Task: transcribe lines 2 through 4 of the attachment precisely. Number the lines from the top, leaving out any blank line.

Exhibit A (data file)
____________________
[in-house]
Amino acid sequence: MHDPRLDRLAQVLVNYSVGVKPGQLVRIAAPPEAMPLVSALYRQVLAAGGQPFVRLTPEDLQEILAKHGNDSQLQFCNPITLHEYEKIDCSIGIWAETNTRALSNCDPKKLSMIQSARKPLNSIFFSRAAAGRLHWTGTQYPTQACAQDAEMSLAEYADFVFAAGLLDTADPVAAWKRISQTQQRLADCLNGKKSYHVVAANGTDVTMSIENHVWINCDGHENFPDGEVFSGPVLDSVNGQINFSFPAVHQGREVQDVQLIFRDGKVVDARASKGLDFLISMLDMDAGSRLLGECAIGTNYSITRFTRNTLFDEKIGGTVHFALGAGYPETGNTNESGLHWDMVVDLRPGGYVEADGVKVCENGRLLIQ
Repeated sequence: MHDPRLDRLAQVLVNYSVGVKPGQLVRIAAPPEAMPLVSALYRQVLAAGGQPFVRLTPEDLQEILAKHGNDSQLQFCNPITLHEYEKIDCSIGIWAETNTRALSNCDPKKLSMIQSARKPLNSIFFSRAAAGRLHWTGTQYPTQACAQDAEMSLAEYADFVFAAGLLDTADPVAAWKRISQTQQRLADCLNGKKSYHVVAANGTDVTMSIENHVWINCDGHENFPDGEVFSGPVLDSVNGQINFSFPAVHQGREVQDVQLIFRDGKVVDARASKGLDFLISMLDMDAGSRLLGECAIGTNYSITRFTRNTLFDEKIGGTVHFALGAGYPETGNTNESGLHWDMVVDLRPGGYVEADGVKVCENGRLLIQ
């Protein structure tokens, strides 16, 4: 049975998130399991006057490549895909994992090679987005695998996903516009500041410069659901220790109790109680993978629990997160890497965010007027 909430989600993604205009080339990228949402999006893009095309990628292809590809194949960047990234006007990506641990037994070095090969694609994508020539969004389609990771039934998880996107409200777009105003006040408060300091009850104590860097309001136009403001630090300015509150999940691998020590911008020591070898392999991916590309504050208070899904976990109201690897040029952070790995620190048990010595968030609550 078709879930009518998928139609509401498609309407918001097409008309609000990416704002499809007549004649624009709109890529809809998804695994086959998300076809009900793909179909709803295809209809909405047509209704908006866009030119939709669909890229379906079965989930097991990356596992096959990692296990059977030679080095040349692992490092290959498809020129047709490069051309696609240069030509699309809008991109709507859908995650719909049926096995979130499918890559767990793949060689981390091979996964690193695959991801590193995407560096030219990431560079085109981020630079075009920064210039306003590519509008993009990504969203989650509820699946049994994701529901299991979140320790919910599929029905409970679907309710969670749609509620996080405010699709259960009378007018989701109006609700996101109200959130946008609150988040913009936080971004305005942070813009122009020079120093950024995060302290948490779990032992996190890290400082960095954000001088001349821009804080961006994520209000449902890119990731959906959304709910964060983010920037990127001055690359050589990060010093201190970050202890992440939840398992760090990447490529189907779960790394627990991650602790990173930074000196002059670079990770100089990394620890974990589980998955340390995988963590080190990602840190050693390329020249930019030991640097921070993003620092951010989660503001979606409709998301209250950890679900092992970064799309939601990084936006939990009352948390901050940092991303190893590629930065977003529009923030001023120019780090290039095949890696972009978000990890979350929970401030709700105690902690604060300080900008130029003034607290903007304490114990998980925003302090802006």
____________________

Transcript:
Amino acid sequence: MHDPRLDRLAQVLVNYSVGVKPGQLVRIAAPPEAMPLVSALYRQVLAAGGQPFVRLTPEDLQEILAKHGNDSQLQFCNPITLHEYEKIDCSIGIWAETNTRALSNCDPKKLSMIQSARKPLNSIFFSRAAAGRLHWTGTQYPTQACAQDAEMSLAEYADFVFAAGLLDTADPVAAWKRISQTQQRLADCLNGKKSYHVVAANGTDVTMSIENHVWINCDGHENFPDGEVFSGPVLDSVNGQINFSFPAVHQGREVQDVQLIFRDGKVVDARASKGLDFLISMLDMDAGSRLLGECAIGTNYSITRFTRNTLFDEKIGGTVHFALGAGYPETGNTNESGLHWDMVVDLRPGGYVEADGVKVCENGRLLIQ
Repeated sequence: MHDPRLDRLAQVLVNYSVGVKPGQLVRIAAPPEAMPLVSALYRQVLAAGGQPFVRLTPEDLQEILAKHGNDSQLQFCNPITLHEYEKIDCSIGIWAETNTRALSNCDPKKLSMIQSARKPLNSIFFSRAAAGRLHWTGTQYPTQACAQDAEMSLAEYADFVFAAGLLDTADPVAAWKRISQTQQRLADCLNGKKSYHVVAANGTDVTMSIENHVWINCDGHENFPDGEVFSGPVLDSVNGQINFSFPAVHQGREVQDVQLIFRDGKVVDARASKGLDFLISMLDMDAGSRLLGECAIGTNYSITRFTRNTLFDEKIGGTVHFALGAGYPETGNTNESGLHWDMVVDLRPGGYVEADGVKVCENGRLLIQ
């Protein structure tokens, strides 16, 4: 049975998130399991006057490549895909994992090679987005695998996903516009500041410069659901220790109790109680993978629990997160890497965010007027 909430989600993604205009080339990228949402999006893009095309990628292809590809194949960047990234006007990506641990037994070095090969694609994508020539969004389609990771039934998880996107409200777009105003006040408060300091009850104590860097309001136009403001630090300015509150999940691998020590911008020591070898392999991916590309504050208070899904976990109201690897040029952070790995620190048990010595968030609550 078709879930009518998928139609509401498609309407918001097409008309609000990416704002499809007549004649624009709109890529809809998804695994086959998300076809009900793909179909709803295809209809909405047509209704908006866009030119939709669909890229379906079965989930097991990356596992096959990692296990059977030679080095040349692992490092290959498809020129047709490069051309696609240069030509699309809008991109709507859908995650719909049926096995979130499918890559767990793949060689981390091979996964690193695959991801590193995407560096030219990431560079085109981020630079075009920064210039306003590519509008993009990504969203989650509820699946049994994701529901299991979140320790919910599929029905409970679907309710969670749609509620996080405010699709259960009378007018989701109006609700996101109200959130946008609150988040913009936080971004305005942070813009122009020079120093950024995060302290948490779990032992996190890290400082960095954000001088001349821009804080961006994520209000449902890119990731959906959304709910964060983010920037990127001055690359050589990060010093201190970050202890992440939840398992760090990447490529189907779960790394627990991650602790990173930074000196002059670079990770100089990394620890974990589980998955340390995988963590080190990602840190050693390329020249930019030991640097921070993003620092951010989660503001979606409709998301209250950890679900092992970064799309939601990084936006939990009352948390901050940092991303190893590629930065977003529009923030001023120019780090290039095949890696972009978000990890979350929970401030709700105690902690604060300080900008130029003034607290903007304490114990998980925003302090802006």